Wangechi Mutu, Misguided Little Unforgivable Hierarchies, 2005. Ink, acrylic, collage and contact paper on mylar, 206 x 132 cm

Wangechi Mutu’s mutant collages

Though she cut-and-pasted Cola ads together as a student, this Kenyan artist’s collage works serve to upend old cultural and social assumptions

One of Wangechi Mutu’s first proper jobs was working as an illustrator for the Kenyan office of American advertising agency, McCann Erickson. “This was the age of cut-and-paste graphic design,” the fifty-year-old Kenyan-born contemporary artist explains in our new Mutu monograph. “These were people who were doing ads for Johnson & Johnson and Coca-Cola. I learned a lot about these big companies and big products as a minion. I was that little person who did the drawings and figured out how to make them attractive to the public. But really, I played a very minor role in what the finished product was going to be. I think that working this way inspired a lot of my collages. My love of cut and pasting wasn’t born here, but it was reinforced.”

You probably won’t see a Mutu collage accompanying a Johnson & Johnson or Coke campaign any time soon. Mutu’s unnerving creations draw on pornography, anatomical texts, style magazines, as well as other sources, to create troubling figures that don’t spur on aspiration, but instead lead the viewer to reflect on some of the underlying assumptions of our world, such as race, gender, and old colonial certainties.

Wangechi Mutu’s mutant collages

Wangechi Mutu, You Are My Sunshine, 2015. Collage painting on paper, 61 x 91 cm

In our new book, the art historian and curator Kellie Jones reflects on an early collage series of Mutu’s entitled Pin Ups. “It was Mutu’s meditations on the body conflicted by racial ideology, inequity, war and desire that first made an impact on the traditional Western art world in her Pin-Up series, which emerged at the beginning of the twenty-first century,” writes Jones. “We witness the artist conflating, refashioning and literally hacking skin magazines and fashion glossies to create a form both mutilated and mutant.”

Jones follows this analysis with an examination of Mutu’s later, more more focussed 2006 collage series The Ark Collection. “As with the Pin-Ups, Mutu skims her imagery from fashion and skin magazines,” writes Jones. “But The Ark Collection also more directly engages the ethnographic imagination by stripping images from sources like postcards, calendars, books and magazines such as National Geographic, in which the nude bodies of African women are circulated and exchanged in the name of science and knowledge. These are joined by Black Tail and Player’s Girl Pictorial, the other end of the literary spectrum, which, in their fashion, rely equally on performances of racial primitivism and rawness.”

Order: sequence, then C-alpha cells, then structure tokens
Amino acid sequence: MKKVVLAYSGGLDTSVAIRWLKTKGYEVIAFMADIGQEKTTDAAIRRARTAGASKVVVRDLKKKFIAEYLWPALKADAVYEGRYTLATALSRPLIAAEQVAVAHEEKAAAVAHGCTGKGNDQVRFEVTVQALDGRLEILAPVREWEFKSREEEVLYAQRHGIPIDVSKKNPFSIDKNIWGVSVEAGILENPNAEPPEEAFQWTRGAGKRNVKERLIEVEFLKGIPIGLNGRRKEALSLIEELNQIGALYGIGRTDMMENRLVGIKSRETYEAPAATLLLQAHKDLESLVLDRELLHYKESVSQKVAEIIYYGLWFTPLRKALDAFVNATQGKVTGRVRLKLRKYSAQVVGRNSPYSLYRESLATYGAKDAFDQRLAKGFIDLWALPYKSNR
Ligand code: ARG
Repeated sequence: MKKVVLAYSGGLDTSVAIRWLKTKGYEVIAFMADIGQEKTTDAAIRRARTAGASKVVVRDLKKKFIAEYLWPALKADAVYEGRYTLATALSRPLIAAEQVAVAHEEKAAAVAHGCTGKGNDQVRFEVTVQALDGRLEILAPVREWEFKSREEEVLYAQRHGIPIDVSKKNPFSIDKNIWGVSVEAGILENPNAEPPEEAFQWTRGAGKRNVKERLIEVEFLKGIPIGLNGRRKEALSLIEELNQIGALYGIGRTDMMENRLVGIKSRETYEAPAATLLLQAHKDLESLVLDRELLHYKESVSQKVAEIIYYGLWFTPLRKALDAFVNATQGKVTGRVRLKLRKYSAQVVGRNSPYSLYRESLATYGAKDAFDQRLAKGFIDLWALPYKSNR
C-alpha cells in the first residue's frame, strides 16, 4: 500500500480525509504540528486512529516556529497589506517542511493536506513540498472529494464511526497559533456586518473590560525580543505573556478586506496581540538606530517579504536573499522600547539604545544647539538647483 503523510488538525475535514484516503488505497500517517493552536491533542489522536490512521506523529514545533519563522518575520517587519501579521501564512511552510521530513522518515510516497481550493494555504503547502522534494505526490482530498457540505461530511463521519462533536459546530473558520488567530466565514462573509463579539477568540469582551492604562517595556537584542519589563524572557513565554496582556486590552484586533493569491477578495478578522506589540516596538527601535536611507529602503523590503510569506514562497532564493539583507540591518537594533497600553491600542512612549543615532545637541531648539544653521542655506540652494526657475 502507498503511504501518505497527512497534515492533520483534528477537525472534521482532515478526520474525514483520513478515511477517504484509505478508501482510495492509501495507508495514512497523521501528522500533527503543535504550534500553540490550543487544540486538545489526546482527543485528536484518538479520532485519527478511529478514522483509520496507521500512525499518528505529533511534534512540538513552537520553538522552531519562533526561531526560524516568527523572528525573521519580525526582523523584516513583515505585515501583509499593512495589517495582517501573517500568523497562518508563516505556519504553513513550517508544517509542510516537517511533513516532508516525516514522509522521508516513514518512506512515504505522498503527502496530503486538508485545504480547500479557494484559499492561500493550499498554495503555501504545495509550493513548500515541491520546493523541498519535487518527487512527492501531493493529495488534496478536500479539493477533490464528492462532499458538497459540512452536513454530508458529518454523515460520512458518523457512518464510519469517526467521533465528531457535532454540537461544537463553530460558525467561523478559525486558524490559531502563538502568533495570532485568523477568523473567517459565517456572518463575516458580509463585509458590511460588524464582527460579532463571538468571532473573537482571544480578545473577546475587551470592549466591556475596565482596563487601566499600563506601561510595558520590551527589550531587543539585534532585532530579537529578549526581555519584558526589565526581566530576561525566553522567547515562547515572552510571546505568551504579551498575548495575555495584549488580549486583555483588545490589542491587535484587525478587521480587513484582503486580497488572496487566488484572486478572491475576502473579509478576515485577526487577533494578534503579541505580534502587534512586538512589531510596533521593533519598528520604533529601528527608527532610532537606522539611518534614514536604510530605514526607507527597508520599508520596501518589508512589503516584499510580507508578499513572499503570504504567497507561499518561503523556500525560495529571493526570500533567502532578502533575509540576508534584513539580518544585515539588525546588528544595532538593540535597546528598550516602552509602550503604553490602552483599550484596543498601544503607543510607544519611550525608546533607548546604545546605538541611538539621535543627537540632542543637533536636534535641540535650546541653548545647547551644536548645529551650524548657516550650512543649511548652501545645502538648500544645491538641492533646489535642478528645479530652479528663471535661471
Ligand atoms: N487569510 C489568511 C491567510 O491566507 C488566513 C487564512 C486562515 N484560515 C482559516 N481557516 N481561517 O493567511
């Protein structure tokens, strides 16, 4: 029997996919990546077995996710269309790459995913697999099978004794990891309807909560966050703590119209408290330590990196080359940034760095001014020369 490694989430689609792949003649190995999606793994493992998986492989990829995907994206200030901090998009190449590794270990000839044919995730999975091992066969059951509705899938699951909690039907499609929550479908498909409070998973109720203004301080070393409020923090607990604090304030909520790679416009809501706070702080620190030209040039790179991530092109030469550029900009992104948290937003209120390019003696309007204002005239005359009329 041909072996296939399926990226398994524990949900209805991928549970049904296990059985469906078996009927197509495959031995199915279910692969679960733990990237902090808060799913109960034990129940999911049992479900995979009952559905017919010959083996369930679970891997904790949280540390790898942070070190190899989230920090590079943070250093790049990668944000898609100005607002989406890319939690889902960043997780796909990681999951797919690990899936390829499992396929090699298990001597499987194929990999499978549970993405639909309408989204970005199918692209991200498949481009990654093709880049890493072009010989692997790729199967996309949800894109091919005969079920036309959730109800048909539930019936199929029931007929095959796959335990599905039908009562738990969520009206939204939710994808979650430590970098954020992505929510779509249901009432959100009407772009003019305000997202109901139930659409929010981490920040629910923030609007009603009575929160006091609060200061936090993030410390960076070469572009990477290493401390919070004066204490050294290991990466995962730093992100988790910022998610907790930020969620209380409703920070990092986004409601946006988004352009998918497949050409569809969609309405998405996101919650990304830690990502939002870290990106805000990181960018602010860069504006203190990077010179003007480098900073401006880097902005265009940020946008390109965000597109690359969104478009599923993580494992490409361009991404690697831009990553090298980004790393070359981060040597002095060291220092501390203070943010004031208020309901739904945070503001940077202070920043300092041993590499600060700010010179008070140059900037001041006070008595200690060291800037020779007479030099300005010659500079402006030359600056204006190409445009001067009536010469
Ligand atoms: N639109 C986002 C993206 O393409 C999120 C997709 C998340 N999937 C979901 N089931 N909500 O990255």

Wangechi Mutu’s mutant collages

Wangechi Mutu, Histology of the Different Classes of Uterine Tumors, 2006. Glitter, ink, collage on found medical illustration paper, 12 parts, each 58 x 43 cm

The source material may objectify black women, but the resulting images, “upend social hierarchies,” argues Jones, describing the images as “fusions that transgress boundaries, their speculative forms unlocking possibilities. These figures wander, opening new pathways, proclaiming the right to reassemble, reconfigure, regenerate,” she goes on, “their mischievous body parts rebel against norms both social and material.”

This strange sense of animation and empowerment is most apparent in one of Mutu’s most disturbing series, Histology of the Different Classes of Uterine Tumors.

In these works Mutu takes found vintage medical illustrations of female genital conditions and turns them into a dozen portraits. “Glitter, ink, fur and body parts drawn from the same mix of fashion, skin and ethnographic magazines fill in facial features,” writes Jones. “In relying on watercolour, ink and paper here, Mutu also takes up the tools of those who charted the project of empire centuries earlier: geologists, archeologists, surveyors and mapmakers. Her humorous incongruities push against the notion of the incontrovertible evidence of medical science, and remind us that exactly because Black women were categorized as outside ‘biopolitical calculations of personhood’ gave white male doctors license to look, disfigure, debilitate.”

Wangechi Mutu’s mutant collages

Wangechi Mutu

The images, in Mutu’s hands, recalibrate that power imbalance. To see more of these collages, as well as many other images, order a copy of Wangechi Mutu here.